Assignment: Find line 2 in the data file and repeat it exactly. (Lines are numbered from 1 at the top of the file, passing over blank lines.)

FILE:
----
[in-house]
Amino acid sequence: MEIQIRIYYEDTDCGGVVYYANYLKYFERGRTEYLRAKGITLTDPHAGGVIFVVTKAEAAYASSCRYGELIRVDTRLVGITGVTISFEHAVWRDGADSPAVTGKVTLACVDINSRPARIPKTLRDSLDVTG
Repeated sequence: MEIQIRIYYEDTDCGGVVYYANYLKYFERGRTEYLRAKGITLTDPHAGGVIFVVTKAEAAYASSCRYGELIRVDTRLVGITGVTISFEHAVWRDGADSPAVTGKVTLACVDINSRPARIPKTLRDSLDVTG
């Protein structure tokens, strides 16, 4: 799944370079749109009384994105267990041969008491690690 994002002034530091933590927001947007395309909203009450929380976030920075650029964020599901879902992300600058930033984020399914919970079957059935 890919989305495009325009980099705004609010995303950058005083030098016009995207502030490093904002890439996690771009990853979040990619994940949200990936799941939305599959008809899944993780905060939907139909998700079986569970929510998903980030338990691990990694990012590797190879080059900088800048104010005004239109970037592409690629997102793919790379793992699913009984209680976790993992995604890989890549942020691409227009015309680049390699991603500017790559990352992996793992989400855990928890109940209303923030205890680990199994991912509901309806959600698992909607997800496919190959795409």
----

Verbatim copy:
Amino acid sequence: MEIQIRIYYEDTDCGGVVYYANYLKYFERGRTEYLRAKGITLTDPHAGGVIFVVTKAEAAYASSCRYGELIRVDTRLVGITGVTISFEHAVWRDGADSPAVTGKVTLACVDINSRPARIPKTLRDSLDVTG